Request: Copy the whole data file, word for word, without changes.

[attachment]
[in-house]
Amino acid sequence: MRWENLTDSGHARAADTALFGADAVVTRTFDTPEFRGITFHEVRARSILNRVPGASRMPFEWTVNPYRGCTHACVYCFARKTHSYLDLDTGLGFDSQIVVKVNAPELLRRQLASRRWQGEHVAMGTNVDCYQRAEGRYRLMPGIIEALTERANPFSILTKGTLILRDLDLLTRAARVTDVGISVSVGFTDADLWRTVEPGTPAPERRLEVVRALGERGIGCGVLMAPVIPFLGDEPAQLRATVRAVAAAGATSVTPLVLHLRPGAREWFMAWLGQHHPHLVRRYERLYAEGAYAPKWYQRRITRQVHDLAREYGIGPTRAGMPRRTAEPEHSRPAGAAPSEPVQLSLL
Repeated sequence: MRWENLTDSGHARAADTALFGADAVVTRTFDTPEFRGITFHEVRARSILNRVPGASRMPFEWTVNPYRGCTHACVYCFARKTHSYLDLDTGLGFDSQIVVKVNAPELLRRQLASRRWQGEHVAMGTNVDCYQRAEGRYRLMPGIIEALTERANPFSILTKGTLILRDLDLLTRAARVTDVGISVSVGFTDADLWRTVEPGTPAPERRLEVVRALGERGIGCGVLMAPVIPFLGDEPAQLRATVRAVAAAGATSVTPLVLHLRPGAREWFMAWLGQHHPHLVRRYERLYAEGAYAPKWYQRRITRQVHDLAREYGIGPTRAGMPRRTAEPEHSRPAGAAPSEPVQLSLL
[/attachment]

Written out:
[in-house]
Amino acid sequence: MRWENLTDSGHARAADTALFGADAVVTRTFDTPEFRGITFHEVRARSILNRVPGASRMPFEWTVNPYRGCTHACVYCFARKTHSYLDLDTGLGFDSQIVVKVNAPELLRRQLASRRWQGEHVAMGTNVDCYQRAEGRYRLMPGIIEALTERANPFSILTKGTLILRDLDLLTRAARVTDVGISVSVGFTDADLWRTVEPGTPAPERRLEVVRALGERGIGCGVLMAPVIPFLGDEPAQLRATVRAVAAAGATSVTPLVLHLRPGAREWFMAWLGQHHPHLVRRYERLYAEGAYAPKWYQRRITRQVHDLAREYGIGPTRAGMPRRTAEPEHSRPAGAAPSEPVQLSLL
Repeated sequence: MRWENLTDSGHARAADTALFGADAVVTRTFDTPEFRGITFHEVRARSILNRVPGASRMPFEWTVNPYRGCTHACVYCFARKTHSYLDLDTGLGFDSQIVVKVNAPELLRRQLASRRWQGEHVAMGTNVDCYQRAEGRYRLMPGIIEALTERANPFSILTKGTLILRDLDLLTRAARVTDVGISVSVGFTDADLWRTVEPGTPAPERRLEVVRALGERGIGCGVLMAPVIPFLGDEPAQLRATVRAVAAAGATSVTPLVLHLRPGAREWFMAWLGQHHPHLVRRYERLYAEGAYAPKWYQRRITRQVHDLAREYGIGPTRAGMPRRTAEPEHSRPAGAAPSEPVQLSLL